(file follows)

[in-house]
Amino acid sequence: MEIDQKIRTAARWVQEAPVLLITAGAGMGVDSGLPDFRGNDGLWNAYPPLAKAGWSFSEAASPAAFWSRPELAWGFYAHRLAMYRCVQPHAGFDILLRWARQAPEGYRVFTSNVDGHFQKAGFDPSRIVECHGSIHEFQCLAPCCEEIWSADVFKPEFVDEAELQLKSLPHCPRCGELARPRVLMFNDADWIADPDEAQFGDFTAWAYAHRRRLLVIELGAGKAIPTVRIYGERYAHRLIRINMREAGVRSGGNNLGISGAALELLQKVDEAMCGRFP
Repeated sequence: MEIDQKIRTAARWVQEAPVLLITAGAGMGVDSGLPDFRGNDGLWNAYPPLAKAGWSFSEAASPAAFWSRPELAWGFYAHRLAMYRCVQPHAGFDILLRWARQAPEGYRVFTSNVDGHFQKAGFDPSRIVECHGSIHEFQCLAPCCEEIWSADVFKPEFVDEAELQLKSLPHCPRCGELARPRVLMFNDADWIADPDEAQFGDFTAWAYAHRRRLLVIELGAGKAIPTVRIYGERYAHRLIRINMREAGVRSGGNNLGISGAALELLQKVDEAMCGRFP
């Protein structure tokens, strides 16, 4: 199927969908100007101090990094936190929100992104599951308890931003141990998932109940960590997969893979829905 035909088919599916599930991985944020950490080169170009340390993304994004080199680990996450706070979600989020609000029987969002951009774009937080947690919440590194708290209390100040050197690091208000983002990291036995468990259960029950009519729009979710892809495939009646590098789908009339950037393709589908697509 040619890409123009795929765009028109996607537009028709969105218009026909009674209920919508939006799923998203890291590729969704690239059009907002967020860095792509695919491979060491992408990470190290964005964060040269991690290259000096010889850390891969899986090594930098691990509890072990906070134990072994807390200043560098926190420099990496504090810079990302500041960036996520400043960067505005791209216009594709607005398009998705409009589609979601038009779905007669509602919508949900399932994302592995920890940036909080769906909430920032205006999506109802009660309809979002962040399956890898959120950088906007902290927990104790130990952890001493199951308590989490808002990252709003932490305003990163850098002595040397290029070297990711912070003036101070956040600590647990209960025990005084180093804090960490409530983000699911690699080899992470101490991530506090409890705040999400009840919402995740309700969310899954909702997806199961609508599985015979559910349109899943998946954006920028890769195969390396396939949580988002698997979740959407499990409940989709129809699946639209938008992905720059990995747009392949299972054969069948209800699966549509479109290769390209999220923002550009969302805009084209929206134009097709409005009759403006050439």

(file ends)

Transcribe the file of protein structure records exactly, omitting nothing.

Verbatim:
[in-house]
Amino acid sequence: MEIDQKIRTAARWVQEAPVLLITAGAGMGVDSGLPDFRGNDGLWNAYPPLAKAGWSFSEAASPAAFWSRPELAWGFYAHRLAMYRCVQPHAGFDILLRWARQAPEGYRVFTSNVDGHFQKAGFDPSRIVECHGSIHEFQCLAPCCEEIWSADVFKPEFVDEAELQLKSLPHCPRCGELARPRVLMFNDADWIADPDEAQFGDFTAWAYAHRRRLLVIELGAGKAIPTVRIYGERYAHRLIRINMREAGVRSGGNNLGISGAALELLQKVDEAMCGRFP
Repeated sequence: MEIDQKIRTAARWVQEAPVLLITAGAGMGVDSGLPDFRGNDGLWNAYPPLAKAGWSFSEAASPAAFWSRPELAWGFYAHRLAMYRCVQPHAGFDILLRWARQAPEGYRVFTSNVDGHFQKAGFDPSRIVECHGSIHEFQCLAPCCEEIWSADVFKPEFVDEAELQLKSLPHCPRCGELARPRVLMFNDADWIADPDEAQFGDFTAWAYAHRRRLLVIELGAGKAIPTVRIYGERYAHRLIRINMREAGVRSGGNNLGISGAALELLQKVDEAMCGRFP
């Protein structure tokens, strides 16, 4: 199927969908100007101090990094936190929100992104599951308890931003141990998932109940960590997969893979829905 035909088919599916599930991985944020950490080169170009340390993304994004080199680990996450706070979600989020609000029987969002951009774009937080947690919440590194708290209390100040050197690091208000983002990291036995468990259960029950009519729009979710892809495939009646590098789908009339950037393709589908697509 040619890409123009795929765009028109996607537009028709969105218009026909009674209920919508939006799923998203890291590729969704690239059009907002967020860095792509695919491979060491992408990470190290964005964060040269991690290259000096010889850390891969899986090594930098691990509890072990906070134990072994807390200043560098926190420099990496504090810079990302500041960036996520400043960067505005791209216009594709607005398009998705409009589609979601038009779905007669509602919508949900399932994302592995920890940036909080769906909430920032205006999506109802009660309809979002962040399956890898959120950088906007902290927990104790130990952890001493199951308590989490808002990252709003932490305003990163850098002595040397290029070297990711912070003036101070956040600590647990209960025990005084180093804090960490409530983000699911690699080899992470101490991530506090409890705040999400009840919402995740309700969310899954909702997806199961609508599985015979559910349109899943998946954006920028890769195969390396396939949580988002698997979740959407499990409940989709129809699946639209938008992905720059990995747009392949299972054969069948209800699966549509479109290769390209999220923002550009969302805009084209929206134009097709409005009759403006050439």